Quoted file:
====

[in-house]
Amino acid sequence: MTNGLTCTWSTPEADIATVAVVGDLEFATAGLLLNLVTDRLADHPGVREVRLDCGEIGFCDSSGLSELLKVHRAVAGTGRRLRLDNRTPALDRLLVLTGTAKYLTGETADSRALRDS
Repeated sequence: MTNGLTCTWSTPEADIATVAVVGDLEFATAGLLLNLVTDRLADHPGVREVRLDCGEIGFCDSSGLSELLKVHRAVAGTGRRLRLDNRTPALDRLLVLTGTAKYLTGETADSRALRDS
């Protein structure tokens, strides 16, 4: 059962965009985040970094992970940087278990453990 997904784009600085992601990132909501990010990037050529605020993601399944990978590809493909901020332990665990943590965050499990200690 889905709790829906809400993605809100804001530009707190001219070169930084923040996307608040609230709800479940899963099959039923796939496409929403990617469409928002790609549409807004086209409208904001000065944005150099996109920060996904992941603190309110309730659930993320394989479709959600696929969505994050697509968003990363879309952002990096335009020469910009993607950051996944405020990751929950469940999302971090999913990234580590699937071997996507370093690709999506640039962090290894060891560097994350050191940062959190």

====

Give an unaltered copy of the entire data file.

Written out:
[in-house]
Amino acid sequence: MTNGLTCTWSTPEADIATVAVVGDLEFATAGLLLNLVTDRLADHPGVREVRLDCGEIGFCDSSGLSELLKVHRAVAGTGRRLRLDNRTPALDRLLVLTGTAKYLTGETADSRALRDS
Repeated sequence: MTNGLTCTWSTPEADIATVAVVGDLEFATAGLLLNLVTDRLADHPGVREVRLDCGEIGFCDSSGLSELLKVHRAVAGTGRRLRLDNRTPALDRLLVLTGTAKYLTGETADSRALRDS
């Protein structure tokens, strides 16, 4: 059962965009985040970094992970940087278990453990 997904784009600085992601990132909501990010990037050529605020993601399944990978590809493909901020332990665990943590965050499990200690 889905709790829906809400993605809100804001530009707190001219070169930084923040996307608040609230709800479940899963099959039923796939496409929403990617469409928002790609549409807004086209409208904001000065944005150099996109920060996904992941603190309110309730659930993320394989479709959600696929969505994050697509968003990363879309952002990096335009020469910009993607950051996944405020990751929950469940999302971090999913990234580590699937071997996507370093690709999506640039962090290894060891560097994350050191940062959190």